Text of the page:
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Philadelphia Inquirer: In Camden, room for hope
Since arriving in Camden as a newly trained family physician more than 15 years ago, I have watched the city’s school district slide into ever deeper dysfunction.
Haphazard state oversight, a crumbling physical infrastructure, an endless parade of terrible statistics, poor leadership, and a series of heartbreaking scandals have left America’s poorest city without a functioning public education system. The dropout statistics speak for themselves:
Despite spending far more per student than wealthy suburban districts ($27,500 in 2013-14), Camden sees about 50 percent of students drop out before graduation.
I have hired many graduates of the Camden School District. Despite having tremendous natural talent and a high school diploma, many of them barely performed beyond the eighth-grade level. Their poor ability to read, write, and solve problems showed the depth of failure occurring within the district. Nothing can justify the depth of failure that has been occurring. Educators should not shift blame to failed parenting, family dysfunction, or violence in the streets. These are challenges that should be overcome by a well-run system.
Let’s review a short list of the ways adults in the district have failed children: a principal stole money from poor parents by charging for school trips paid for by the district; a standardized-test cheating scandal caused an honest principal to be fired for exposing the truth; the district went years without any meaningful budget or fiscal controls; dead people were on the payroll receiving benefits; and the publicly elected school board conducted meetings without a quorum, often engaging in political disputes with little to no discussion of students’ needs.
These are symptoms of a failing system with no leadership or modern administrative structures.
Despite its many talented teachers, Camden has an obsolete education system in need of a dramatic turnaround. If the district were a corporation, it would be declared bankrupt and closed.
Essentially, that’s what the city did with its Police Department. Its failure was so deep and pervasive that it was closed. Officers were forced to reapply for their jobs in the newly rebuilt Camden County Police Department. In a short time, the results are already quite impressive.
Similarly, this should be the last cycle of reform for the school district. Either the problems are addressed or the district should be closed. Create a Camden County School District, and have all members of the staff reapply for their jobs.
Until then, the city is fortunate to have a new superintendent, Paymon Rouhanifard, and fresh district leadership committed to Camden’s students. Rouhanifard is working toward ensuring that every student in Camden has a fair shot at a brighter future. He and his team are committed to children’s safety in schools, 21st-century technology, families having access to pre-K learning, and offering options that best meet each student’s unique needs. This team is committed to operating the school system with efficiency, integrity, and transparency.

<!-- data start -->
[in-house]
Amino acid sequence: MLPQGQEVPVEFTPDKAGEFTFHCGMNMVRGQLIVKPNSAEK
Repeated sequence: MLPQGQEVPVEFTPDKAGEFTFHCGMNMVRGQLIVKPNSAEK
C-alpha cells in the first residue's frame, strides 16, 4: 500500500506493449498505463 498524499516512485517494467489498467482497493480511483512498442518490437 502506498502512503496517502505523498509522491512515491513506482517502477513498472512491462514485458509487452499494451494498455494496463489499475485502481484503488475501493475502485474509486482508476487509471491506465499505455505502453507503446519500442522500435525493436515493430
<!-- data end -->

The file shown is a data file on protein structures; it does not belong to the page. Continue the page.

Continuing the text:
Because he inherited a broken system, Rouhanifard’s task is a daunting one. Camden has had four superintendents over the last two years. Enrollment has dropped about 1,000 students during the last five years, while spending increased more than 10 percent, leading to more expenses than revenue. Despite being one of the most richly funded districts, Camden has poor results that have persisted.
Working within this distressed system, the superintendent has provided leadership and innovation where before there was none. Because of overspending, the district faced a sizable financial deficit last spring. To comply with state law, the district must balance its budget. Guided by the best interests of students, families, and Camden, the district tried to make budget cuts in a thoughtful and transparent way. It did everything possible to mitigate the impact on teachers and staff. Unfortunately, some layoffs needed to happen.
Ultimately, beginnings count. And attempting a new beginning after a difficult past requires courage, imagination, leadership, and collective action. We must all do our part to support the superintendent’s efforts and come together to bring about a new beginning for our city. It is a beginning that brims with the same promise that filled the city when it was a symbol of innovation and possibility not that many decades ago. And it is a beginning rooted in the idea that no matter your neighborhood, how much money your family has, or the color of your skin, every kid deserves a good education and fair chance to succeed.
Dr. Jeff Brenner is the executive director and founder of the Camden Coalition of Healthcare Providers. email@example.com
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